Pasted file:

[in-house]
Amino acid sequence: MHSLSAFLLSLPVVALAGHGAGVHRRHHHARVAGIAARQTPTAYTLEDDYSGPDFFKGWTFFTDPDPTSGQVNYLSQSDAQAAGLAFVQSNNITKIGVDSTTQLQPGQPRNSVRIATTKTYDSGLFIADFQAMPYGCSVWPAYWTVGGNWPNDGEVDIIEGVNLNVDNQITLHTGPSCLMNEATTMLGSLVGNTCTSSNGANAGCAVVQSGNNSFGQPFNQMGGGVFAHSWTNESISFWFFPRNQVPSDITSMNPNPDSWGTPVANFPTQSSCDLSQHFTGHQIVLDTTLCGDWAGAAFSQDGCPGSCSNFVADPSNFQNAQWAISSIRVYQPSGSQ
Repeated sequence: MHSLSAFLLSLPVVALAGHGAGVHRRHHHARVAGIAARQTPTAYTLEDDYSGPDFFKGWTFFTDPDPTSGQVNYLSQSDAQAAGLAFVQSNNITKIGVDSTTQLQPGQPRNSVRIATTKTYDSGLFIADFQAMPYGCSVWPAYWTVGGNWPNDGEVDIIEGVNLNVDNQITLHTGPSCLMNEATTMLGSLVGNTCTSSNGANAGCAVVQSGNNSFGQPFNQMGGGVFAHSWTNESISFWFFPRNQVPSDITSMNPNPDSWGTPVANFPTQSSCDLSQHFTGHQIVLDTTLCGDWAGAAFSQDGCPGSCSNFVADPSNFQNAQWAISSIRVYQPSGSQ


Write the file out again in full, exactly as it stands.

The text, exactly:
[in-house]
Amino acid sequence: MHSLSAFLLSLPVVALAGHGAGVHRRHHHARVAGIAARQTPTAYTLEDDYSGPDFFKGWTFFTDPDPTSGQVNYLSQSDAQAAGLAFVQSNNITKIGVDSTTQLQPGQPRNSVRIATTKTYDSGLFIADFQAMPYGCSVWPAYWTVGGNWPNDGEVDIIEGVNLNVDNQITLHTGPSCLMNEATTMLGSLVGNTCTSSNGANAGCAVVQSGNNSFGQPFNQMGGGVFAHSWTNESISFWFFPRNQVPSDITSMNPNPDSWGTPVANFPTQSSCDLSQHFTGHQIVLDTTLCGDWAGAAFSQDGCPGSCSNFVADPSNFQNAQWAISSIRVYQPSGSQ
Repeated sequence: MHSLSAFLLSLPVVALAGHGAGVHRRHHHARVAGIAARQTPTAYTLEDDYSGPDFFKGWTFFTDPDPTSGQVNYLSQSDAQAAGLAFVQSNNITKIGVDSTTQLQPGQPRNSVRIATTKTYDSGLFIADFQAMPYGCSVWPAYWTVGGNWPNDGEVDIIEGVNLNVDNQITLHTGPSCLMNEATTMLGSLVGNTCTSSNGANAGCAVVQSGNNSFGQPFNQMGGGVFAHSWTNESISFWFFPRNQVPSDITSMNPNPDSWGTPVANFPTQSSCDLSQHFTGHQIVLDTTLCGDWAGAAFSQDGCPGSCSNFVADPSNFQNAQWAISSIRVYQPSGSQ